What a spoilsport, just when the market had begun to buy the narrative from the Merkozy conjoinment along comes the chairman of euro zone finance ministers, Jean-Claude Juncker stating, (late in the evening during an Austrian television interview), that a compulsory write-down of 50 to 60 percent of Greek debt may be unavoidable.
I do not rule out a debt cut, but one should not think that simply a brutal debt cut would suffice in Greece. One has to take care that this does not lead to the danger of contagion elsewhere in the euro zone.
Damn him for doing some basic infant school mathematics. Normally that tacit admission would be enough to place the markets back to their position of mid last week, however, it takes more than his frankness and open honesty to derail a market that is utterly determined to leverage any good news to the maximum and ignore the very bad.
European Council President Herman Van Rompuy announced that the next regular summit of EU leaders has been postponed until October 23rd in order to allow time; “to finalise our comprehensive strategy on the euro area sovereign debt crisis. Further elements are needed to address the situation in Greece, the bank recapitalisation and the enhanced efficiency of stabilisation tools,” referring to the European Financial Stability Facility (EFSF) bailout fund, which European leaders agreed, as far back as July, to expand and give new powers but has to be put into effect.
In Athens, Finance Minister Evangelos Venizelos states Greece has concluded talks with European Union and International Monetary Fund officials and expects private bondholders to make the bigger contribution than originally envisaged in the second bailout deal agreed in July. Greece needs an 8 billion euro aid instalment in November to avoid running out of money to pay salaries and pensions. Its next bond redemption is due in December, Greece is now paying 150% to borrow on the bond market over twelve months.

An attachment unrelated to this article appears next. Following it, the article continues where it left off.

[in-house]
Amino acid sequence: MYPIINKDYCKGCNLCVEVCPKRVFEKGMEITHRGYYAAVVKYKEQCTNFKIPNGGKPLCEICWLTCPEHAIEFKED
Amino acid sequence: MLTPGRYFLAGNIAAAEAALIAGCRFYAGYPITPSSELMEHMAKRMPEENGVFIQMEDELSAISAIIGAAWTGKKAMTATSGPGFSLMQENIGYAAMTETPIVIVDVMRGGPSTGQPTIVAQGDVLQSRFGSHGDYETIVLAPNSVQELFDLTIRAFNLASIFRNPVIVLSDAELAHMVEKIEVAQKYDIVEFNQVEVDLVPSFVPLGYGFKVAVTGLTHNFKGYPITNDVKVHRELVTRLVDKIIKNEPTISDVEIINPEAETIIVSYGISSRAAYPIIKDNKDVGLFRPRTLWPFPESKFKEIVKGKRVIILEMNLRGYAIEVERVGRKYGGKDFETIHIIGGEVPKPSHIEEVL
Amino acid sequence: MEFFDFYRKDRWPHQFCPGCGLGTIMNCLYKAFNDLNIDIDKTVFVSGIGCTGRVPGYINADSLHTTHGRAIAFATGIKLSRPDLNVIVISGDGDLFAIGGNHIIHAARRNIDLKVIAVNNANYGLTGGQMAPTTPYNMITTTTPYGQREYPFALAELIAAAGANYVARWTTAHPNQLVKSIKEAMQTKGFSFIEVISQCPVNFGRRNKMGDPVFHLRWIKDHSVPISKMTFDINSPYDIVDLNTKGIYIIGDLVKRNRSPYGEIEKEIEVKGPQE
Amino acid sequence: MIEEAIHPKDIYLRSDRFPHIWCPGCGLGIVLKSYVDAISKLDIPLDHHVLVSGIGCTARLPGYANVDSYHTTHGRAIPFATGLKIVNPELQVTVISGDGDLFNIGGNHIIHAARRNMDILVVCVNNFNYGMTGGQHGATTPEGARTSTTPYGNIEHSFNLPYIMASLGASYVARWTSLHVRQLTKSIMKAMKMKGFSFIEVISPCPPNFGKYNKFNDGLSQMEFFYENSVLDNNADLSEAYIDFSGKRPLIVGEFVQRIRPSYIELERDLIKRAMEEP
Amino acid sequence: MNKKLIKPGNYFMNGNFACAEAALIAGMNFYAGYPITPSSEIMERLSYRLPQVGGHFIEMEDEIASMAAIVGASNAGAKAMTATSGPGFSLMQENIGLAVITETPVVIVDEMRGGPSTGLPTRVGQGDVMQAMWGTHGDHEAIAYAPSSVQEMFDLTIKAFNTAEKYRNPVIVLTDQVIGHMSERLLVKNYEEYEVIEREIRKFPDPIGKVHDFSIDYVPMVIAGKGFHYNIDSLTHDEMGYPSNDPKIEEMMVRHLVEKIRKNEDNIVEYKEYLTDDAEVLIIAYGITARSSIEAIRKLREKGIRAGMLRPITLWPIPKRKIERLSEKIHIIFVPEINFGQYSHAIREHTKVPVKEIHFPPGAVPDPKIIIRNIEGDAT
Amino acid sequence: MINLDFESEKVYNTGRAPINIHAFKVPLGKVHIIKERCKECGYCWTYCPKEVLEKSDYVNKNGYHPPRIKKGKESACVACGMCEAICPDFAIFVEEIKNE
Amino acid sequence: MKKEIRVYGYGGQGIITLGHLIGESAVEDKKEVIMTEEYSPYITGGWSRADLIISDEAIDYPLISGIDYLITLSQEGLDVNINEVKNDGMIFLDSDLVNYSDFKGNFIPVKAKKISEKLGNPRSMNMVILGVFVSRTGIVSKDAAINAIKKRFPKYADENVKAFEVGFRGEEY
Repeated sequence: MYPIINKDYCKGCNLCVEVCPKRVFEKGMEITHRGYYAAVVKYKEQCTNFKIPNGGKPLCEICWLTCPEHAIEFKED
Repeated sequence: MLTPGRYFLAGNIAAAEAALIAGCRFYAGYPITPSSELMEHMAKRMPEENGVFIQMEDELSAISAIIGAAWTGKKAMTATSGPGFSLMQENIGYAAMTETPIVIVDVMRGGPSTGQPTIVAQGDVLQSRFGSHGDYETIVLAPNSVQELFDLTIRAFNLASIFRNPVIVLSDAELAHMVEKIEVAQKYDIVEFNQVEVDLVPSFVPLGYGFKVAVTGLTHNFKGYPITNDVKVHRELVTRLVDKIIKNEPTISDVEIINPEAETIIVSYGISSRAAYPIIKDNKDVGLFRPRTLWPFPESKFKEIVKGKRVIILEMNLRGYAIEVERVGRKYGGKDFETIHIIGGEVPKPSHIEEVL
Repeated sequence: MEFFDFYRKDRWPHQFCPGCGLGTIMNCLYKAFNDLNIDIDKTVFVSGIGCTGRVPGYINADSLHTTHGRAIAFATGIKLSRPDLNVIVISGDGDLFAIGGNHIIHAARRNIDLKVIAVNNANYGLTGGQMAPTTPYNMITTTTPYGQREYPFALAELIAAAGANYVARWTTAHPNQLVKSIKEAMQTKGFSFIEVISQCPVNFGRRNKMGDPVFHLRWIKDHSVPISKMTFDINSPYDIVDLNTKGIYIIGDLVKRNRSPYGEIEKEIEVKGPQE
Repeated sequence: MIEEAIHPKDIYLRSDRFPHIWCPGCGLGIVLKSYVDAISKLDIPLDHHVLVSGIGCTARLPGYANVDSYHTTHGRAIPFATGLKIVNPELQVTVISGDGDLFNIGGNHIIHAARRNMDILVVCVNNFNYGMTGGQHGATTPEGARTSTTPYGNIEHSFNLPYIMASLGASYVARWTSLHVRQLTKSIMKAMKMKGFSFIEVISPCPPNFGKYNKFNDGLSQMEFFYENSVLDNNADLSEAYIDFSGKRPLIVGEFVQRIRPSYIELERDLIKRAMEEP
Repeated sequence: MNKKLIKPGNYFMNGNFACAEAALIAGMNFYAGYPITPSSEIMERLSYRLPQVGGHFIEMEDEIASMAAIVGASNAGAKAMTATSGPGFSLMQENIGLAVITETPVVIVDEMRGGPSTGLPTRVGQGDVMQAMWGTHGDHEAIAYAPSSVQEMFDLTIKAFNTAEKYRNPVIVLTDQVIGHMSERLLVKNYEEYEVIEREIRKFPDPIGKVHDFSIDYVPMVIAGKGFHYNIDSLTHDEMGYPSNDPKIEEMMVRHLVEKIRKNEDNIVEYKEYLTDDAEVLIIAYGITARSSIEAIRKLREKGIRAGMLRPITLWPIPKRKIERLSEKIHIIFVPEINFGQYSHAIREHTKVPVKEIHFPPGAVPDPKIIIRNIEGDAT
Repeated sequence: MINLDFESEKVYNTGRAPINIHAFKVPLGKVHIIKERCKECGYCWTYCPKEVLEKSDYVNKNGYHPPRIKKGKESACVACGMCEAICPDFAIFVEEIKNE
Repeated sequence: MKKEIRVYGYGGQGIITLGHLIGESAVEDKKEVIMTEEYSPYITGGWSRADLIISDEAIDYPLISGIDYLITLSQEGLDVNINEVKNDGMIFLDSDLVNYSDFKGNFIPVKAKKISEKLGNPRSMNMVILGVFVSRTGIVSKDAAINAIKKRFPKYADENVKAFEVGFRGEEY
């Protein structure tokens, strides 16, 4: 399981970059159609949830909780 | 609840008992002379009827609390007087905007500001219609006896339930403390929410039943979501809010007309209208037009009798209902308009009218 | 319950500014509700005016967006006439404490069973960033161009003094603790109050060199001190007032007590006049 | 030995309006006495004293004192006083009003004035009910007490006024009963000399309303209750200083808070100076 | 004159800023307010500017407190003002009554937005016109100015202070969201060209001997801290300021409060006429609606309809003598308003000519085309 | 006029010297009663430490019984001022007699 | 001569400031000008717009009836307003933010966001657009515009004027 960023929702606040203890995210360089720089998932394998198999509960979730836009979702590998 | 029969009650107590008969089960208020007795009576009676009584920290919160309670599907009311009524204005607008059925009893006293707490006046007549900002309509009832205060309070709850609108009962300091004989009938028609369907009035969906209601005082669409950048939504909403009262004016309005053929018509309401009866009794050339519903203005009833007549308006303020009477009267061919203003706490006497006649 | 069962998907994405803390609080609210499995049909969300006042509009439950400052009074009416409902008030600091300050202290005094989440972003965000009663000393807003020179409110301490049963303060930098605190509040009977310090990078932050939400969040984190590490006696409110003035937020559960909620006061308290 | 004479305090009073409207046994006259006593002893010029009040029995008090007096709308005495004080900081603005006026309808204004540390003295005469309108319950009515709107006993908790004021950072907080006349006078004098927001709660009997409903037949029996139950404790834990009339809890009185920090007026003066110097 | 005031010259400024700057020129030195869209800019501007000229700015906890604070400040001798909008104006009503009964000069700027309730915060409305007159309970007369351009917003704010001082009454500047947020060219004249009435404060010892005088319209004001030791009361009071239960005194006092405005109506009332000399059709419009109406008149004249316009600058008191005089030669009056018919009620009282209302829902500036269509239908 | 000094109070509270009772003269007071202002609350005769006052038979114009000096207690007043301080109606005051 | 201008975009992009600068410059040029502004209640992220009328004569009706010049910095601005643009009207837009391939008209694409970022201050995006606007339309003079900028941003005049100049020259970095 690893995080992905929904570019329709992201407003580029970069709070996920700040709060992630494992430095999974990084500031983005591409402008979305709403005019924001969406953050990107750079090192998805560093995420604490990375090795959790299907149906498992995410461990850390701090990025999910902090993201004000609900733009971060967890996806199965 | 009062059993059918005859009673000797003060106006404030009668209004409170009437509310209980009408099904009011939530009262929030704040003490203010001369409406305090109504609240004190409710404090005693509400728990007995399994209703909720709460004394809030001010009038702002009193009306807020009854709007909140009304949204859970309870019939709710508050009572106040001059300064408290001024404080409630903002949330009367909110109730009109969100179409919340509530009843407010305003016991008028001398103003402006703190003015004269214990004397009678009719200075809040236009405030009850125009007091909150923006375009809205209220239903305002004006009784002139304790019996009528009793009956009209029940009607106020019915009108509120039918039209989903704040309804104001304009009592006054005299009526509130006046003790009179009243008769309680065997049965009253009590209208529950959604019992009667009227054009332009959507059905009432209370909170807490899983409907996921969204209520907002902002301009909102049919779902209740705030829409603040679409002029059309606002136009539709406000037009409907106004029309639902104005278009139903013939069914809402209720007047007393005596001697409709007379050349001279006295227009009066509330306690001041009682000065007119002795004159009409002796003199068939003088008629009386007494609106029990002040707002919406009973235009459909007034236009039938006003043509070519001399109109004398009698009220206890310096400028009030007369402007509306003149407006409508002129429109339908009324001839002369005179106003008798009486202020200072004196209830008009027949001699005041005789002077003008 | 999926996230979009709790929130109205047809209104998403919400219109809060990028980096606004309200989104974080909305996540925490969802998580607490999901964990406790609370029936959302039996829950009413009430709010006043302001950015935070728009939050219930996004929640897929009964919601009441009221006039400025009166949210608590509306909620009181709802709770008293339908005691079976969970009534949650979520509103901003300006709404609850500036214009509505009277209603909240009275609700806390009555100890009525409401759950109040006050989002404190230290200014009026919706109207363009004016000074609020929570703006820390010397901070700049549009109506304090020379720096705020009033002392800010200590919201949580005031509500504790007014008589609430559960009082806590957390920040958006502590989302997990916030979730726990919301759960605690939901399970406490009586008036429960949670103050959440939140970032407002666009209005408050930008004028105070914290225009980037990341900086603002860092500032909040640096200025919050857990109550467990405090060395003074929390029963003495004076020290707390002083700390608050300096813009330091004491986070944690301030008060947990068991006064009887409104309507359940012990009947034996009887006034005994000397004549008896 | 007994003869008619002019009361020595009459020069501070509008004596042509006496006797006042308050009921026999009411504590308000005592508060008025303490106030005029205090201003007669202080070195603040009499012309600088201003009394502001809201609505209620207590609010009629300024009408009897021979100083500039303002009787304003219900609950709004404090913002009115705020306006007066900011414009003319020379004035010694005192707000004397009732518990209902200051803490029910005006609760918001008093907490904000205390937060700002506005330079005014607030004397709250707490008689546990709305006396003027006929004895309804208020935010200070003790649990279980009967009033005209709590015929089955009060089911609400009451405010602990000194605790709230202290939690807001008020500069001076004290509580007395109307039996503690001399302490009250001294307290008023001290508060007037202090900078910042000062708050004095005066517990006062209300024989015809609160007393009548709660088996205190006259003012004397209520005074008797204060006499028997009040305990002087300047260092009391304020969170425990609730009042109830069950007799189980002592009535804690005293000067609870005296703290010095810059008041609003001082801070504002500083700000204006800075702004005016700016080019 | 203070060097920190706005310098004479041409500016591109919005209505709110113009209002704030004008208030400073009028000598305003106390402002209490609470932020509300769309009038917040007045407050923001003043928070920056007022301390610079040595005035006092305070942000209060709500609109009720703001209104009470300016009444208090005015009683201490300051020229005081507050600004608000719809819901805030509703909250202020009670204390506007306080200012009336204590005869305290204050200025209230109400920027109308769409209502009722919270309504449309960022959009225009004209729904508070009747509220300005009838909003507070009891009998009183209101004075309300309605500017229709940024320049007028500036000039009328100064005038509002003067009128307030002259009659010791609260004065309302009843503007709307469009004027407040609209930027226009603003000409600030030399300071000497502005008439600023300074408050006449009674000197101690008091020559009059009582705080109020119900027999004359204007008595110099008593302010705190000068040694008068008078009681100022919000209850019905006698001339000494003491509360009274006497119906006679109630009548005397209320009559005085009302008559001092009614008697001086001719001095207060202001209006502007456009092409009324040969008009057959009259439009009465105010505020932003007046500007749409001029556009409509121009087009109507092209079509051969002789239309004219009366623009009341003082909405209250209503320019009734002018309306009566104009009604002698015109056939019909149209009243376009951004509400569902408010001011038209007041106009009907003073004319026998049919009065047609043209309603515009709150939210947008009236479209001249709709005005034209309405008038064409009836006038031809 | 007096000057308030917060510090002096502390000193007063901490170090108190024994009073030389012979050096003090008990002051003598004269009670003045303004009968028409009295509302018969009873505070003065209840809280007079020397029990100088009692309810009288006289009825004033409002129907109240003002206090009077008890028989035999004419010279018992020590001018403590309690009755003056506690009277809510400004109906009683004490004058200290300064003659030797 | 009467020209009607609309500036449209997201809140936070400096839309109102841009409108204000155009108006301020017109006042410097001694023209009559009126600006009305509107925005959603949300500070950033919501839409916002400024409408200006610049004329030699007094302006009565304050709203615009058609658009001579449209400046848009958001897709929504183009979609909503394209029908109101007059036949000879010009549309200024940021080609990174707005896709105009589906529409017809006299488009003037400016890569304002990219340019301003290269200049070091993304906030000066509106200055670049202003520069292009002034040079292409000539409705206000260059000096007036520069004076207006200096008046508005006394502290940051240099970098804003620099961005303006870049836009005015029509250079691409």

Venizelos said Athens expects increases in the €109 billion rescue package agreed by euro zone leaders and hinted that banks will take heavier losses. “We expect an overall package better than the one initially drafted, because we have to take into consideration the new parameters,” suggesting a deeper recession that will further worsen Greece’s budget deficit. The EU, IMF and ECB mission chiefs, the troika, should conclude their visit with a joint statement today (Tuesday). They will prepare reports for euro zone finance ministers and the IMF board to decide on the aid tranche.
Business daily FT Deutschland, without naming the government officials, states that Germany is trying to persuade EU partners to accept the inevitable, that Greece is insolvent and has to default, but faces opposition from the European Commission, the European Central Bank, and several member states, including France. Merkel had apparently concluded that Greece was insolvent and is firm on her belief that a mandatory debt restructuring is the only realistic option. German Finance Minister Wolfgang Schaeuble states that private bondholders may have to contribute more than the 21 percent writedown agreed in July. Berlin now awaits the troika’s report.